A hiss echoed around the empty space, startling everyone. Vi and Mia closed around Xander, two swords snapping into place in Vi’s hands, Mia leveling a bulky crossbow.

“There!” he yelled, pointing with his free hand. The spotlight from the camera lit the vampire, crouched vulture-like on top of a wall of darkened video screens. The tattered cloak was gone. Now it wore its first victim’s outfit, sleek and black. Faith, closest to the creature, advanced.

“Marie, stay with Xander,” she said calmly, as Vi and Mia moved up on either side of her. “No stakes, go for the neck. Ken, you feel like working out that frustration of yours?”

“You don’t need to ask twice,” Kennedy replied grimly, dropping her large bag to the floor and unzipping it. She reached inside and pulled out her heavy polearm, one end a huge axe blade, the other a vicious flail.

“C’mon. Larry,” she said, starting to swing the weapon around herself, “I know a vamp who’s just dying to meet you.”

Faith lifted her axe in one hand, pointing the top of its blade at the vampire as she advanced, her sword held back in her other hand. Vi circled to the left, while Mia held back, her crossbow whirring quietly as it drew back the string on a heavy-headed bolt.

“Crew of thirteen on that ship,” Faith said to the vampire, “and I count maybe ten in here…you’ve been a bad girl.”

The vampire hissed again, and Faith whirled into action, swinging her axe and sword at once. The vampire sprung out of its crouch, just ahead of the descending axe blade. It smashed through the TV screen it had been standing on, while the vampire twisted in mid-air to avoid the sword. It swung just past the creature’s legs. Vi leapt forward, swinging one blade, then the other, but the vampire caught both in its claws as it landed, striking sparks in the darkness. In the space of a heartbeat, it straightened, pulled Vi’s arms wide, and butted her in the forehead, releasing her swords as she reeled back.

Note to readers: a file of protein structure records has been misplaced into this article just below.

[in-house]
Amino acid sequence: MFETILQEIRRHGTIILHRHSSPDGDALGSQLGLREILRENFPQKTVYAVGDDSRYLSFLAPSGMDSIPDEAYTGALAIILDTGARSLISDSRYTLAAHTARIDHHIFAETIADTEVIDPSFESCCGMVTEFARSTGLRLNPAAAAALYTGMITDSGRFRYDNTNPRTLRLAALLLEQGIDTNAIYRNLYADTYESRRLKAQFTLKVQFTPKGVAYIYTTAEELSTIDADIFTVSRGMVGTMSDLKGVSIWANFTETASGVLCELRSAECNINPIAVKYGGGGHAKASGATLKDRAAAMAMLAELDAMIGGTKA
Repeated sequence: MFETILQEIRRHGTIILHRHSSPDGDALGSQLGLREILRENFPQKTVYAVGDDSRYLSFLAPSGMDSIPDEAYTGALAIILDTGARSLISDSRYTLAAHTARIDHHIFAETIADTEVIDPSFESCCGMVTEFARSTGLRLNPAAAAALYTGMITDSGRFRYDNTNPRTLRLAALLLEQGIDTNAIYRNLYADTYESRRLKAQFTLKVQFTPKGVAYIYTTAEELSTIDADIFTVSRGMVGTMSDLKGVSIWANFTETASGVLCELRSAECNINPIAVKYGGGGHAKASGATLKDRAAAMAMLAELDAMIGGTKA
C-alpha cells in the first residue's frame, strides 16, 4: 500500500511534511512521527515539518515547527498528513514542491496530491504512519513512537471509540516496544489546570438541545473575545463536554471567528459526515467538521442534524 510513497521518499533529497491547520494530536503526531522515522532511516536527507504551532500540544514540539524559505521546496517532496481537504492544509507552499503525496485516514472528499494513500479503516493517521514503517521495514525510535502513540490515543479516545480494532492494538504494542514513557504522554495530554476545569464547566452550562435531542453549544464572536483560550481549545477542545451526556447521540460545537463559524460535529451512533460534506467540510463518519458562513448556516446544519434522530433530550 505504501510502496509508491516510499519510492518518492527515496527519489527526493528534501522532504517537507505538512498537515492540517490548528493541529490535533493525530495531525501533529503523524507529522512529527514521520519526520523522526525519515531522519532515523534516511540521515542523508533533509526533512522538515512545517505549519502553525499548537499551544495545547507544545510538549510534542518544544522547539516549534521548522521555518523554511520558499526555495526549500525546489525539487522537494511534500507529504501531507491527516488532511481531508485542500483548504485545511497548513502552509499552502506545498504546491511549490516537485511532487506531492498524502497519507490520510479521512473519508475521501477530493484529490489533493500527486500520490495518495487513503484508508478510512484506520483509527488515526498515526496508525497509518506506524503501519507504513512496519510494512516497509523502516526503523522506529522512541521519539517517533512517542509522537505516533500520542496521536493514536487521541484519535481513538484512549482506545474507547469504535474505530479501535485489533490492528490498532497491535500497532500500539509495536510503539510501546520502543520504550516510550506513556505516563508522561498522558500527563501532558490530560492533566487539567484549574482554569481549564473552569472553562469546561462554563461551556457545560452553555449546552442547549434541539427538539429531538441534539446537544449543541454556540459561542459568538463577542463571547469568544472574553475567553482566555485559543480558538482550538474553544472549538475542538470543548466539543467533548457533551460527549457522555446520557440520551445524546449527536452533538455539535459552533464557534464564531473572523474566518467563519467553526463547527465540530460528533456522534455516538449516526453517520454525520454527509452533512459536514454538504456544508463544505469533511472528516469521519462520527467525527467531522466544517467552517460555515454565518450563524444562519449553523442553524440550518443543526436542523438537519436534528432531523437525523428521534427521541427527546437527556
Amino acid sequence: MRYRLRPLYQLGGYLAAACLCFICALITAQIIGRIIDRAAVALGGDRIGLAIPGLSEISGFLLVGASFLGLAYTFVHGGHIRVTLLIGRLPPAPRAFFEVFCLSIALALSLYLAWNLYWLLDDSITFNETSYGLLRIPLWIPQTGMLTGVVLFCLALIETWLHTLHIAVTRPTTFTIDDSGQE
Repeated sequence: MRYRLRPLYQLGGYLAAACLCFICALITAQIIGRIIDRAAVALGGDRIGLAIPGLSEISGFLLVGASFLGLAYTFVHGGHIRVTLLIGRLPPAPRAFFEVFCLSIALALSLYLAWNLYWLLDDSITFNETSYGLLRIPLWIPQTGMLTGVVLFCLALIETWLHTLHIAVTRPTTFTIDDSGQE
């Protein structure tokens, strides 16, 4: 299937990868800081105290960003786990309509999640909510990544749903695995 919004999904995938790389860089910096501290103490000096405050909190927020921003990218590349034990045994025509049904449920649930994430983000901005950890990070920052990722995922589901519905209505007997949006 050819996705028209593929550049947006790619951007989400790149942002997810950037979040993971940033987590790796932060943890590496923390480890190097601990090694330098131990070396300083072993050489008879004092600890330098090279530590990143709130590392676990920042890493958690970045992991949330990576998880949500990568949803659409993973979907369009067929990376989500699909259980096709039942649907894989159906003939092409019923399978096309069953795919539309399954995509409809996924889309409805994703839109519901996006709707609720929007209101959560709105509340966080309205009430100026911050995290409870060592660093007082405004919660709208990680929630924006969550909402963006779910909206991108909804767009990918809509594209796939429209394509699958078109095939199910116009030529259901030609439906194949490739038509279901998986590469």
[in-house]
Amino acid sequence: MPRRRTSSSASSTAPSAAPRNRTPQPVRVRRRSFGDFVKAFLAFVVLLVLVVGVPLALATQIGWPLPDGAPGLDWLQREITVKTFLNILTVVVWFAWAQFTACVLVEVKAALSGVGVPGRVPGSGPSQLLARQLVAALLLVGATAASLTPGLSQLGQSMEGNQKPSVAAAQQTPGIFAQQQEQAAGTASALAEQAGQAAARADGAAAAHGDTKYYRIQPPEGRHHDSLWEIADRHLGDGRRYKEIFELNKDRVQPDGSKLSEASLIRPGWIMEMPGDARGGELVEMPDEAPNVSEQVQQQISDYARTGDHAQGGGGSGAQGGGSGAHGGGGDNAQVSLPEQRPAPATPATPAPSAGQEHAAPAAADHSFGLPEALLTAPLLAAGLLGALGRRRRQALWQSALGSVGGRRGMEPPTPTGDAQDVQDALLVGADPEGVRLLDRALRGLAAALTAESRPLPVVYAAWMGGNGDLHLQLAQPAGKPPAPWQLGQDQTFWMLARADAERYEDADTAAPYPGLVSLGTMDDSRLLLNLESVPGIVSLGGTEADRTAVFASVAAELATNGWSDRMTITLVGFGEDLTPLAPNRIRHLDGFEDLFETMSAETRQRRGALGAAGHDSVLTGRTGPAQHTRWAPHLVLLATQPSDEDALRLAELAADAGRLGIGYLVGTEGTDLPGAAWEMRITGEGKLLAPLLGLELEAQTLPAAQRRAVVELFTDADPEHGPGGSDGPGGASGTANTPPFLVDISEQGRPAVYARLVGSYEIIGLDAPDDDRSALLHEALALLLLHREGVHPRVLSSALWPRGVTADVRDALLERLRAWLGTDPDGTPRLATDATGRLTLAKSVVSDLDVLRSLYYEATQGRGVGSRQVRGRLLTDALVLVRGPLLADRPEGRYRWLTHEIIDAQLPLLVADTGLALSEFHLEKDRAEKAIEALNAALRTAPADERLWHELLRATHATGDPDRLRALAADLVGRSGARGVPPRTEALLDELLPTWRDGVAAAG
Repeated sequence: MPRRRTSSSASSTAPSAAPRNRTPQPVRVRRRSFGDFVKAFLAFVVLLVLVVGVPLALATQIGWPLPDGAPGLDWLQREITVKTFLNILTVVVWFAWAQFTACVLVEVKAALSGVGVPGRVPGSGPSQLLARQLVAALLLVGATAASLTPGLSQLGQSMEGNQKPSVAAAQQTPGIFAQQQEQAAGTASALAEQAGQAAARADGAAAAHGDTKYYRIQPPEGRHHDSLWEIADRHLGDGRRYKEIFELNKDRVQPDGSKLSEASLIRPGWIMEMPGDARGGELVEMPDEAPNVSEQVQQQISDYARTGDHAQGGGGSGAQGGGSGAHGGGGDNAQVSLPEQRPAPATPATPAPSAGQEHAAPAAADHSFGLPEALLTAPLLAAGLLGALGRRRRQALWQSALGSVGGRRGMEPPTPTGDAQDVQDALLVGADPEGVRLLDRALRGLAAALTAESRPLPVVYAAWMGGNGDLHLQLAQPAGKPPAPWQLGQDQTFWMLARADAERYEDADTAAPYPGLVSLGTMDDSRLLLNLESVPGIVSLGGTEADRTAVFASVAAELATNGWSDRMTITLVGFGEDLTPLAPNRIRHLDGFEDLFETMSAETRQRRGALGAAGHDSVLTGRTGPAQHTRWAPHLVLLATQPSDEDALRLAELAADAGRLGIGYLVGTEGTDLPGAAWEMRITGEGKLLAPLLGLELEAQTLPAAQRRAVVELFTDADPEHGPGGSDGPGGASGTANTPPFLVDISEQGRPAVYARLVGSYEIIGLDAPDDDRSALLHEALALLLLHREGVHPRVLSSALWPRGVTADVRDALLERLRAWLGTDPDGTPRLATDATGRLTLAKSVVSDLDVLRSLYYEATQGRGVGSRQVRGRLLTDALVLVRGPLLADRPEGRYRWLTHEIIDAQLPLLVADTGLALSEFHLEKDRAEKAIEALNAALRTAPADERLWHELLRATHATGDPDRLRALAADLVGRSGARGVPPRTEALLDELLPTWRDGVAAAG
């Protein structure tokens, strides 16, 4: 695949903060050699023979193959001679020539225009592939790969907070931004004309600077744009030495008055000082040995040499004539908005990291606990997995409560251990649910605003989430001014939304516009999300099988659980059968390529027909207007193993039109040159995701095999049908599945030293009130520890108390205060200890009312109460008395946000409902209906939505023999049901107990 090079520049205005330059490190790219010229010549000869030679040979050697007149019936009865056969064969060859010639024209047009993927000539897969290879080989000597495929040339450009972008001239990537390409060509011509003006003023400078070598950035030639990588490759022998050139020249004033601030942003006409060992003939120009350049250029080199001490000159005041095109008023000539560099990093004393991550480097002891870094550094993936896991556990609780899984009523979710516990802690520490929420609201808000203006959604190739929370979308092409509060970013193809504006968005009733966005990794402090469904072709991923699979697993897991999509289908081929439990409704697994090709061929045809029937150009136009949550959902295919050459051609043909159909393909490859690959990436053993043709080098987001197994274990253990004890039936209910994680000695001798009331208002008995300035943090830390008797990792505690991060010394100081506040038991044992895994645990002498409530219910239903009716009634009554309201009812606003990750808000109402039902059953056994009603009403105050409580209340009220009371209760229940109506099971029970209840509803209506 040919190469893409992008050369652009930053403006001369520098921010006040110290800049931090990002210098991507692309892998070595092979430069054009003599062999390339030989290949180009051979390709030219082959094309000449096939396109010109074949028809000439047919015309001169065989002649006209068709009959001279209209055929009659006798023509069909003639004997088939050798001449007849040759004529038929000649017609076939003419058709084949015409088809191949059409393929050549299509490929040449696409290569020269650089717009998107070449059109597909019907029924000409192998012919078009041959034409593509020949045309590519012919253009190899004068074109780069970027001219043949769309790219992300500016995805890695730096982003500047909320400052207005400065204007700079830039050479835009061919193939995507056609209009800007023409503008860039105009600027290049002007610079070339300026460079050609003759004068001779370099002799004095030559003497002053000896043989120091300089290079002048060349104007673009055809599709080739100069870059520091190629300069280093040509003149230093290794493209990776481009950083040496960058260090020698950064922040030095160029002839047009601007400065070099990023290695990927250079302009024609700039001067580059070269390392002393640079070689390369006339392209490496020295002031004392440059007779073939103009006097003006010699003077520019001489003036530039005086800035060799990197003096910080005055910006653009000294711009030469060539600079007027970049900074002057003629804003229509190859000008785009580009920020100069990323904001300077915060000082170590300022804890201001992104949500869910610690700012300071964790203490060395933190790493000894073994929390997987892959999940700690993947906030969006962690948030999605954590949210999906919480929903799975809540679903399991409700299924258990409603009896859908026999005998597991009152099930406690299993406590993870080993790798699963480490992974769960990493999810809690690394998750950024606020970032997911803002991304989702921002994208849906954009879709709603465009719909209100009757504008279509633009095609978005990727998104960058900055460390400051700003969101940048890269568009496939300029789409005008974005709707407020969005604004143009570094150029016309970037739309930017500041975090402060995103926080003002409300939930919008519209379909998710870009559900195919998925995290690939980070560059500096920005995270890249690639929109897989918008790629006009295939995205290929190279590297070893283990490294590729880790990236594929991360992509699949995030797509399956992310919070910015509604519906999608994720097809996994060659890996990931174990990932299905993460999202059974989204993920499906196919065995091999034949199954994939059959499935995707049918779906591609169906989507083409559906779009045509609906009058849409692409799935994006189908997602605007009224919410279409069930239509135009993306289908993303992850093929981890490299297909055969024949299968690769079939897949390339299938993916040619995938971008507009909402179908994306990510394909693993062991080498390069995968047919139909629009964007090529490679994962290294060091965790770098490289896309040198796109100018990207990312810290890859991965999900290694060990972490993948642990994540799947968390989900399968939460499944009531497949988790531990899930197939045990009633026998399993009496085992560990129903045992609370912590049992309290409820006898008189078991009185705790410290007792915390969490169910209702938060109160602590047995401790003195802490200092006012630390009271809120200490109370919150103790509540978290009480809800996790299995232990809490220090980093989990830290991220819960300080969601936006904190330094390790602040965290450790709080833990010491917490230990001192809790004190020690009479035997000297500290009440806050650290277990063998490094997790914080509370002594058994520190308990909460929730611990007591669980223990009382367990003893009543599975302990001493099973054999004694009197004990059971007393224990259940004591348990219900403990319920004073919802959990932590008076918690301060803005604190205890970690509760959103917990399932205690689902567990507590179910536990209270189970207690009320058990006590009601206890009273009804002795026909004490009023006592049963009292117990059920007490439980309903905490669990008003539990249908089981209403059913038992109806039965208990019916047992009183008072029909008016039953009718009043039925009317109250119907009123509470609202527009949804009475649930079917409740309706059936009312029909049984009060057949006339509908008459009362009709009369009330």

As if gifted with prescience, the vampire leapt a second time, flipping backwards as Mia fired from behind it. The bolt passed beneath its body, then struck the far wall a second later, splashing fluid across a square yard and instantly igniting it. Mia barely had time to react as the vampire landed in a handstand in front of her and kicked her hard in the chest with both feet.

“Hey, bitch!” Faith yelled, charging again. Her axe and sword flashed through the air in lightning arcs, striking again and again as the vampire deflected the blows with its claws. Vi recovered and charged in from behind, adding her swords to the whirling steel surrounding the creature. Still the vampire dodged and parried, its arms moving at superhuman speed.

Without warning, the vampire leapt straight up, one leg stretched in either direction, catching both Vi and Faith in the jaws as they reacted, sending both slayers sprawling. The vampire was twisting around, at the apex of its jump, when the flail end of Kennedy’s whirling polearm caught it squarely in the back and hurled it with shattering force to the ground.

“Round two to the human,” Kennedy grunted. She spun the weapon behind her back, the spiked flail building up momentum again.

“Nice,” Faith coughed, getting to her feet and taking a step towards the crumpled vampire.

“Careful!” Kennedy warned, at the same time as the vampire launched itself off the ground. Faith threw herself back to dodge a scything claw, parrying by instinct with her axe. Meanwhile, Mia hefted her crossbow and aimed a second incendiary bolt.

“The old one-two!” Faith called to Mia, who nodded. The vampire’s claws dug into the concrete ceiling, supporting it as it crouched, inverted, its eyes fixed on Kennedy and the weapon in her hands. Faith drew back her arm and hurled her axe at the vampire’s head. Almost as soon as Faith released the weapon, she was already dodging in anticipation. The vampire wrenched a claw free, snatched the weapon out of the air and sent it spinning back towards Faith. However, the second’s distraction was enough for Mia’s bolt to strike home, thudding into the vampire’s stomach and drenching it in flames.

Now is it dead?” Mia asked, as it dropped from the ceiling into the pool of fire on the floor. Kennedy, Faith and Vi approached warily, but it took only a moment for the vampire to rise again, seemingly oblivious to the immolating liquid coating it.